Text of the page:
LEED for Homes allows the project team to be accountable for verifying certain credits via the Accountability Form. A mandated list of credits is provided where a member of the project team signs off verifying requirements of the credit had been properly designed and/or installed. An Accountability Form Creator Tool is available for the project team to add whatever disciplines are necessary for their project.

The Calculator for Percent Reduction in Outdoor Water Demand is a tool that must be used by the landscape architect or landscape contractor to ensure their design meets the requirements for reducing the amount of water used for landscaping as selected in the Project Checklist. These calculations had to be done as early as possible due to the amount of time required for verification.

This concludes a brief overview of the initial process we conducted. As you can see, it is not a difficult task, but one made complicated by all the forms, interaction of credits as well as the coordination and interaction of project team members. To ensure every member of the project team fully understood their role critical to the success of this project, a LEED Project Checklist Guideline document was prepared and forwarded to every contractor, material supplier, vendor and other entities that provided any service to the project. The importance of an informed and integrated project team cannot be overstated.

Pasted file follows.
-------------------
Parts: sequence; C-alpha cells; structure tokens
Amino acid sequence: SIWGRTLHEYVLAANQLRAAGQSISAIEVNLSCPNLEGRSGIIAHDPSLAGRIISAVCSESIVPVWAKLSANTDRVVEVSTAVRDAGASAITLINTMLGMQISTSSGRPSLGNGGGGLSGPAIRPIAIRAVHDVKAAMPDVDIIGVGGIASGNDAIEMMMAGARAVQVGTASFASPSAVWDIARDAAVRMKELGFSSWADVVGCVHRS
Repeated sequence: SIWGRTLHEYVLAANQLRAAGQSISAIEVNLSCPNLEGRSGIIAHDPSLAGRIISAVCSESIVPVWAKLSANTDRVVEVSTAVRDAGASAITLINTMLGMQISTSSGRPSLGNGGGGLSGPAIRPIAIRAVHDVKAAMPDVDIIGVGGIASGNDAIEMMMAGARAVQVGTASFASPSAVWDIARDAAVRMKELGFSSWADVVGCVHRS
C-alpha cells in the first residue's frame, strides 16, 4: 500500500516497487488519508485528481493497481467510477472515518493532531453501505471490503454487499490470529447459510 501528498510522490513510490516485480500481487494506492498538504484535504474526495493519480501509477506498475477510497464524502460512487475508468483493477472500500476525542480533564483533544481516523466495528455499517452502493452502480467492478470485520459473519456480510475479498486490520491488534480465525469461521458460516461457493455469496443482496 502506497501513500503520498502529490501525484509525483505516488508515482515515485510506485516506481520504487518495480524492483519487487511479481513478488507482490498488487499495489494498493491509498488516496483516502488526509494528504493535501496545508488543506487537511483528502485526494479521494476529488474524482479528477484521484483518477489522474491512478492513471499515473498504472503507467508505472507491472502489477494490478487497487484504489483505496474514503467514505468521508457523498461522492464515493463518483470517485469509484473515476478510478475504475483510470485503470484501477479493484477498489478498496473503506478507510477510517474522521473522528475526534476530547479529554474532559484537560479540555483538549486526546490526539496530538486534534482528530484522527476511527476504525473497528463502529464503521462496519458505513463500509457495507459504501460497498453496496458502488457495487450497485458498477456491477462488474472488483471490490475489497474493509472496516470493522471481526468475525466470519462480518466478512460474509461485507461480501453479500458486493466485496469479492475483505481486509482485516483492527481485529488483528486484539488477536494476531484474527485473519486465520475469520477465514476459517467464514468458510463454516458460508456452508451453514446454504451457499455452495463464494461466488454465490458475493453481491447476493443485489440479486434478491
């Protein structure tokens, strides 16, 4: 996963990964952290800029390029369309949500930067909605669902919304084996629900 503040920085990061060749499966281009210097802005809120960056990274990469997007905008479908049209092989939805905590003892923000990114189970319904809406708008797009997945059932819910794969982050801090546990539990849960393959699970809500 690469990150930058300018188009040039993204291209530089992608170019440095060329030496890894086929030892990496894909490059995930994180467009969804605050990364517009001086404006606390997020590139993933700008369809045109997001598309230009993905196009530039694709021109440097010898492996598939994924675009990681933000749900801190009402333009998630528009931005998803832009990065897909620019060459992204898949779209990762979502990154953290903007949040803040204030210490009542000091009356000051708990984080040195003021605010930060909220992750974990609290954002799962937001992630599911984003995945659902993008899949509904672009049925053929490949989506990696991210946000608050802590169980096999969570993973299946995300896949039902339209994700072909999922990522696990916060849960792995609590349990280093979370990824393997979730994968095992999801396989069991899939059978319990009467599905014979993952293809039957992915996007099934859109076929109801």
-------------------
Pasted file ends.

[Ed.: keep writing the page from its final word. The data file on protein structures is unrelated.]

Teran Residence – the LEED guideline specs

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THE FOLLOWING HAD BEEN CREATED FOR, AND DISTRIBUTED TO, EACH PROJECT STAKEHOLDER. THE LIST INCLUDES ALL PREREQUISITES AND TARGETED CREDITS; THE PREREQUISITE/CREDIT NUMBER; THE PREREQUISITE/CREDIT INTENT; THE PREREQUISITE/CREDIT REQUIREMENTS FOR COMPLIANCE (AND THE OPTIONAL PATH SELECTED); THE INTEGRATED PROJECT TEAM MEMBERS; THE VERIFICATION AND SUBMITTALS REQUIRED; THE CALCULATIONS REQUIRED  AND THE PROJECT TEAM MEMBER(S) RESPONSIBLE FOR VERIFICATION AND SUBMITTALS. IN ADDITION AN ADDITIONAL LIST WAS PREPARED THAT PROVIDED A CORRELATION BETWEEN THE LEED REQUIREMENTS AND THEIR APPROPRIATE CSI DIVISION NUMBER. The following prerequisites and credits have been preliminarily targeted for consideration on this project and are subject to final review and confirmation by the project team:

Innovation and Design Process (ID): Max: 11 points / Min: 0 points / Y: 3 points / M: 1 point

ID 1: Integrated Project Planning

ID 1.1 Preliminary Rating: prerequisite (0 points)

Conduct a preliminary LEED for Homes meeting with team members to create an action plan that establishes a targeted level of certification and select the team members accountable for each selected credit.

Integrated Project Team Members:

GBC, Rookwood

Project Team Member(s) Responsible for Verification and Submittals:

Rookwood

ID 1.2 Integrated Project Team: credit (1 point)?